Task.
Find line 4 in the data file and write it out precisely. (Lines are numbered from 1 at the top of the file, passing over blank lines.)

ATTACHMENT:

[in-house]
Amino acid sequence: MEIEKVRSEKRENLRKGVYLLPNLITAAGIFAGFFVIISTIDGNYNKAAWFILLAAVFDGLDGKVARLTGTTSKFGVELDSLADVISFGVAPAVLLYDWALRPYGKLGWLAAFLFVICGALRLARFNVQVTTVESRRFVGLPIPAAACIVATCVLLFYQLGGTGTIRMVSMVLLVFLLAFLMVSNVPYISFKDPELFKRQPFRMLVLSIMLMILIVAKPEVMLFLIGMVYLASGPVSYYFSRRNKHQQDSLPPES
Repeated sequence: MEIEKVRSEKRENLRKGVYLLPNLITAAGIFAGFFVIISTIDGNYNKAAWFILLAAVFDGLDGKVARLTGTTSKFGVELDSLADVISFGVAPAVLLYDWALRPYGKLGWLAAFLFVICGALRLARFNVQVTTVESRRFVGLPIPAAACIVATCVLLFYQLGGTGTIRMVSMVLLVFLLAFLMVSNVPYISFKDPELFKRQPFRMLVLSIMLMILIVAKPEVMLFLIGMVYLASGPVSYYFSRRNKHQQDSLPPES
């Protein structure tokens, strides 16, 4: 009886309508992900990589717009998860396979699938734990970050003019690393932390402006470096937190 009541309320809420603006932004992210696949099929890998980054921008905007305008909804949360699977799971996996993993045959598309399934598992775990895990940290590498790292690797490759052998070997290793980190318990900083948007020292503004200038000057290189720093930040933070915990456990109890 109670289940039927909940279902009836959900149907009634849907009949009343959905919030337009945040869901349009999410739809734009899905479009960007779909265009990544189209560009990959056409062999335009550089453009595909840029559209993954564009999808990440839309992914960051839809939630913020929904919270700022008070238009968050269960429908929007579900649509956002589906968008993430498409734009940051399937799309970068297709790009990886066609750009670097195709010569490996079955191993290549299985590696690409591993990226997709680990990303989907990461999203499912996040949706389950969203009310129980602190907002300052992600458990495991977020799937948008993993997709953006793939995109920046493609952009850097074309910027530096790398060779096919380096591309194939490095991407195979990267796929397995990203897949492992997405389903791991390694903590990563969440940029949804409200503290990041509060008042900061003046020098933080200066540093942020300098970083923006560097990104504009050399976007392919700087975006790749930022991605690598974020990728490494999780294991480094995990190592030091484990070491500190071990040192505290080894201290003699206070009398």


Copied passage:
């Protein structure tokens, strides 16, 4: 009886309508992900990589717009998860396979699938734990970050003019690393932390402006470096937190 009541309320809420603006932004992210696949099929890998980054921008905007305008909804949360699977799971996996993993045959598309399934598992775990895990940290590498790292690797490759052998070997290793980190318990900083948007020292503004200038000057290189720093930040933070915990456990109890 109670289940039927909940279902009836959900149907009634849907009949009343959905919030337009945040869901349009999410739809734009899905479009960007779909265009990544189209560009990959056409062999335009550089453009595909840029559209993954564009999808990440839309992914960051839809939630913020929904919270700022008070238009968050269960429908929007579900649509956002589906968008993430498409734009940051399937799309970068297709790009990886066609750009670097195709010569490996079955191993290549299985590696690409591993990226997709680990990303989907990461999203499912996040949706389950969203009310129980602190907002300052992600458990495991977020799937948008993993997709953006793939995109920046493609952009850097074309910027530096790398060779096919380096591309194939490095991407195979990267796929397995990203897949492992997405389903791991390694903590990563969440940029949804409200503290990041509060008042900061003046020098933080200066540093942020300098970083923006560097990104504009050399976007392919700087975006790749930022991605690598974020990728490494999780294991480094995990190592030091484990070491500190071990040192505290080894201290003699206070009398």